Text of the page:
War is hell, and it’s probably never looked and felt the part more than in the scorching deserts of the Middle East . This is the ultimate destination of Anthony Swofford (Jake Gyllenhaal, “Donnie Darko”), whom we first meet as a bright eyed 19 year old fresh off the bus at Camp Pendleton. After grueling basic training under a fire breathing Drill Instructor, Swofford is drafted into sniper school by the fast talking Staff Sgt. Sykes (Jamie Foxx, “Collateral Damage”). After further grueling training, Swofford and his spotter Troy (Peter Sarsgaard, ” Garden State “) learn to become one with their rifles, dreaming of “The JFK shot. The pink mist.” They get their chance when Iraq invades Kuwait , setting off the first Gulf War and sending Swofford and company to the US military staging area in Saudi Arabia for their first war.
Based on the real Anthony Swofford’s best-selling memoir of the same name, “Jarhead” isn’t the first movie to tell us that war is hell, but while most war movies give us the horrors of combat action, “Jarhead” presents the horrors of inaction. What’s a deployed soldier to do when he’s not fighting? According to Swofford, they masturbate a lot, read magazines, and masturbate some more. Gone are the romanticized foxhole poker games of WWII or the Hendrix-infused drug dens of Vietnam . These men may be highly trained killing machines, but when it comes to war they just don’t get it.
It all comes crashing home when the soldiers finally go on patrol in Kuwait . Expecting to see combat, they instead come under friendly fire, trudge through a trail of napalm death, and take showers of burning oil. Worst of all, not a single one has fired a shot. And that is the main problem for these guys. They’ve been trained and indoctrinated with the idea that when they go to war, they’re going to kick ass and take names. But this is modern warfare, devoid of digging trenches and hiding in fox holes. In this war, you call in an air strike and smoke a cigarette. When Swofford and Troy are finally given clearance to take out an Iraqi commander, they are unceremoniously interrupted so a Major can call in an air strike. Troy goes berserk, incredulously imploring the Major to “Let him take the shot!”
Director Sam Mendes’ “Jarhead” is not a traditional war movie. There’s very little action, no heroics, and has more in common with the late Stanley Kubrick’s hallucinatory “Full Metal Jacket” and David O. Russell’s comically invective “Three Kings” than it does with Spielberg’s “Saving Private Ryan.” Mendes’ war film instead revels in the small details of what is a confounding and uneventful time in the middle of a war. When things do happen, they seem so out of place that they take on a surreal, dream-like quality. While on patrol, Swofford and company come across what appears to be an armed convoy materializing out of the mirage. It turns out to be eight Kuwaitis with five camels. After a tense exchange with one of the Kuwaitis, it’s revealed that, “Someone shot three of their camels.”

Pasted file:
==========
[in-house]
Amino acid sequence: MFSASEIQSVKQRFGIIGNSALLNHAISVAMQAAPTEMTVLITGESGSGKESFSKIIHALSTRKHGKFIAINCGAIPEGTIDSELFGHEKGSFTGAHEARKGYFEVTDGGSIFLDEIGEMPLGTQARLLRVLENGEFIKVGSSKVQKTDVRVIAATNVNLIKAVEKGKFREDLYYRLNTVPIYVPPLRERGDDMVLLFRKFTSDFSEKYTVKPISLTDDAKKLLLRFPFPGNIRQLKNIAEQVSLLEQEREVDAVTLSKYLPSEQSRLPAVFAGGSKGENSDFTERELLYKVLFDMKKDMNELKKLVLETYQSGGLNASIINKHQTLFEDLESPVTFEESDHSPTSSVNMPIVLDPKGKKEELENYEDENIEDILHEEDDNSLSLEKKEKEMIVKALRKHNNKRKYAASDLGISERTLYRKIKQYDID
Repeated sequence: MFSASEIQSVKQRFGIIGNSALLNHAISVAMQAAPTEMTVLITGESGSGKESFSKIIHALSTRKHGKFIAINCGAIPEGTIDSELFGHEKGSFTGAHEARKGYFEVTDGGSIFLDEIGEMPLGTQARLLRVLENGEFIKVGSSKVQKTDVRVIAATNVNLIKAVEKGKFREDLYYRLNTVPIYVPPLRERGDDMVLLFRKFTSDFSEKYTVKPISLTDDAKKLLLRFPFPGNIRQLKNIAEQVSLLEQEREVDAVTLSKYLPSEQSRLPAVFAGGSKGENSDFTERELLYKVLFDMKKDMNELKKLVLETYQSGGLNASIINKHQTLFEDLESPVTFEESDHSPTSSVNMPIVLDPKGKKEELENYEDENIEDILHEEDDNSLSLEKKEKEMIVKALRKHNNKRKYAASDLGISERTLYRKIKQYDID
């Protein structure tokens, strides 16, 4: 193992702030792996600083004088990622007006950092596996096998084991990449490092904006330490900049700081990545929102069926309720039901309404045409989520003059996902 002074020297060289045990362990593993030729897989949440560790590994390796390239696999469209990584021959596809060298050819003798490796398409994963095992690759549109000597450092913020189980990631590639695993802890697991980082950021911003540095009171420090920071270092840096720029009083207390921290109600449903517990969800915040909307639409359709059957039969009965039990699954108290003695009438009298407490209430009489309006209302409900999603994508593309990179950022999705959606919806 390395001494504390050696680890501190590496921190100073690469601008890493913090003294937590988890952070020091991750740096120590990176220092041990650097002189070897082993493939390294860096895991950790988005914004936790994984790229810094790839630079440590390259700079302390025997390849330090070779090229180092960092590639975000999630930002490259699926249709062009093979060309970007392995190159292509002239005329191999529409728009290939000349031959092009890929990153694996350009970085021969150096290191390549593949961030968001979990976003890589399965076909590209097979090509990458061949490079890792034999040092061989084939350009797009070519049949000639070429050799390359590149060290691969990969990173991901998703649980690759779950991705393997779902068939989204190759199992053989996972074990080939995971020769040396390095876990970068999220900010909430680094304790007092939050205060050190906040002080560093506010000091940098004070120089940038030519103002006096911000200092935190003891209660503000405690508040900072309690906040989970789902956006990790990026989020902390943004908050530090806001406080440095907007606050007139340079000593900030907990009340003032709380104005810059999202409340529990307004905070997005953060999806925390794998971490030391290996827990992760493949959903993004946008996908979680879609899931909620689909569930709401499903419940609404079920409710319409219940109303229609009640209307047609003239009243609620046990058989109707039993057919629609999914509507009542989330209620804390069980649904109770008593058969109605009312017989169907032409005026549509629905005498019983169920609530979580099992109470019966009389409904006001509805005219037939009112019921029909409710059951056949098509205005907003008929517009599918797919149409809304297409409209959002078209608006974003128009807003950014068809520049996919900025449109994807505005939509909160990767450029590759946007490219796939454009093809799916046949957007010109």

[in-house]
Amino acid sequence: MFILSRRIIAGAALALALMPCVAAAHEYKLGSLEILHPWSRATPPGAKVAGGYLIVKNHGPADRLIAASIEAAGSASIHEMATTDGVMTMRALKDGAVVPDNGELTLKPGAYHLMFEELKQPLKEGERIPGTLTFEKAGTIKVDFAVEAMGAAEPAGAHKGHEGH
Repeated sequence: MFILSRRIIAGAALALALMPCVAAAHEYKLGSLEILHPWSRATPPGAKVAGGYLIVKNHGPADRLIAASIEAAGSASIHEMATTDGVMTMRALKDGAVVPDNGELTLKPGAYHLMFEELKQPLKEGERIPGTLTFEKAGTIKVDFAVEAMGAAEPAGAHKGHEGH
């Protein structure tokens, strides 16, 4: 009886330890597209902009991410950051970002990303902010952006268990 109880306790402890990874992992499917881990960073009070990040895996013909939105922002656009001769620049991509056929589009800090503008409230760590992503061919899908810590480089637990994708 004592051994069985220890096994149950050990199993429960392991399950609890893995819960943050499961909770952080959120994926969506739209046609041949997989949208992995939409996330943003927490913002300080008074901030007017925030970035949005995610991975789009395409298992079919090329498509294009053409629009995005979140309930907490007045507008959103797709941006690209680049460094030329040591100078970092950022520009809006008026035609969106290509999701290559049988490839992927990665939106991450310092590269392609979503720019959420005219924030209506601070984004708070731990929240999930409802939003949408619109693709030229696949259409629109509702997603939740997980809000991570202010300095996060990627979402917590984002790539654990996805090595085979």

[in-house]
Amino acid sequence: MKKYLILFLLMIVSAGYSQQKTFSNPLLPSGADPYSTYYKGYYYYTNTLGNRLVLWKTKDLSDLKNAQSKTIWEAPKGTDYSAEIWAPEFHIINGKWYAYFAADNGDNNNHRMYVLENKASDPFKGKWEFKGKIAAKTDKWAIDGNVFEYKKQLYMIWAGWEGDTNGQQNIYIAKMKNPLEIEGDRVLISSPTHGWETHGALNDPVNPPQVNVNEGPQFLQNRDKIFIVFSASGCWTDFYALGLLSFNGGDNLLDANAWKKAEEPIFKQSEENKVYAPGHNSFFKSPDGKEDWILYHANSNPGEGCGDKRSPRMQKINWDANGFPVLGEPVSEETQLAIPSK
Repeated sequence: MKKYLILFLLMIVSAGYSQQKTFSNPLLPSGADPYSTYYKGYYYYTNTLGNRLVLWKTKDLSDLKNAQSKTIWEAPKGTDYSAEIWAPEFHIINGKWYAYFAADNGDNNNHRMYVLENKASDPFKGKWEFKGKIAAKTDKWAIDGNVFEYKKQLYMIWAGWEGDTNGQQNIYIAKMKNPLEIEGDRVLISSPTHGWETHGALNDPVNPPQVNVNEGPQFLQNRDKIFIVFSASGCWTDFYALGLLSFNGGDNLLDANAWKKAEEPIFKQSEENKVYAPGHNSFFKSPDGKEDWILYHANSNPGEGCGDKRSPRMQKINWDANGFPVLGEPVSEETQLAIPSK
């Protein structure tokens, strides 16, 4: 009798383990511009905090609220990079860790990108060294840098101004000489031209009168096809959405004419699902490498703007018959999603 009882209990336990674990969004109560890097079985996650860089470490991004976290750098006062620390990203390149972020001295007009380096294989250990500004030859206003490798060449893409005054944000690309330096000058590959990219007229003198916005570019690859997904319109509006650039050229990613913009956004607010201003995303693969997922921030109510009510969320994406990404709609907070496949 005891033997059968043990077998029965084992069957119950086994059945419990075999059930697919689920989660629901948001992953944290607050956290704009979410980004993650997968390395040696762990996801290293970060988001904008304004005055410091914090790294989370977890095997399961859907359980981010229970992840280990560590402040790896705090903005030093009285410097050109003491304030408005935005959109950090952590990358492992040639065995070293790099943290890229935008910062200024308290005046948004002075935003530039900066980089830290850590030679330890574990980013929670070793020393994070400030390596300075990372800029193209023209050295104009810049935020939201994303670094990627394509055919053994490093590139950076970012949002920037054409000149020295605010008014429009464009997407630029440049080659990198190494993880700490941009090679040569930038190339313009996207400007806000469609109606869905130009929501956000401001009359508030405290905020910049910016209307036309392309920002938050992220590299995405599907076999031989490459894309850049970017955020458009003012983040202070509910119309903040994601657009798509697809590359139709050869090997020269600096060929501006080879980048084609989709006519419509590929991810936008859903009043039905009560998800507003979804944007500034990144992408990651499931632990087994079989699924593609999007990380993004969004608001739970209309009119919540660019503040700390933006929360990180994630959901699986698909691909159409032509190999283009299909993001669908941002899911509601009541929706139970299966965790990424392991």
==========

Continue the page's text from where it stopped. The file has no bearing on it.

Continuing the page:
“Jarhead’s” weirdness is supported by the fantastic photography of cinematographer Roger Deakins. Many scenes of the desert look like they were filmed on another planet, and things get even more spectacular when the oil derricks are set on fire. Time itself seems to leave the desert as black clouds of smoke blot out the sun during the day, and the thunderous flames from the oil fires light up the sky at night.
The cast is strong across the board. Jake Gyllenhaal is excellent as Swofford, effectively conveying the frustration that idle hands can bring. There’s one scene in particular, where Swofford nearly kills one of his platoon before realizing how badly he’s cracked. Gyllenhaal convincingly showcases an impressive range of emotions, showing significant growth since his drooling, somnambulant Donnie Darko. Nearly as good is Peter Sarsgaard as Swofford’s spotter and best friend Troy . Sarsgaard’s is a more measured performance, a man putting up a facade of level-headed cool to cover a mountain of hopelessness and self doubt. Strong supporting performances are also turned in by Jamie Foxx and Chris Cooper as Swofford’s stern, but good natured superiors.
What’s most refreshing about “Jarhead” is that it doesn’t have an agenda or an ax to grind. The film is not about the Gulf War itself, nor is it a political statement for or against the current Administration, or even the current Gulf War. If anything, “Jarhead” is simply and only one man’s account of what happened to him, presenting events in undigested form for the audience to accept or reject. In the end, Swofford’s message is one of confusion — things happen to him, but he doesn’t know why, or what they mean, if there is indeed meaning. In the film’s final retrospective montage, we see that post-military life has been good for some and terrible for others. Predictably, Swofford is stuck somewhere in the middle.
Sam Mendes (director) / William Broyles Jr. (screenplay), Anthony Swofford (book)
CAST: Jake Gyllenhaal …. Swoff
Scott MacDonald …. D.I. Fitch
Lo Ming …. Bored Gunny
Peter Sarsgaard …. Troy
Damion Poitier …. Poitier
Brianne Davis …. Kristina
Jamie Foxx …. Staff Sgt. Sykes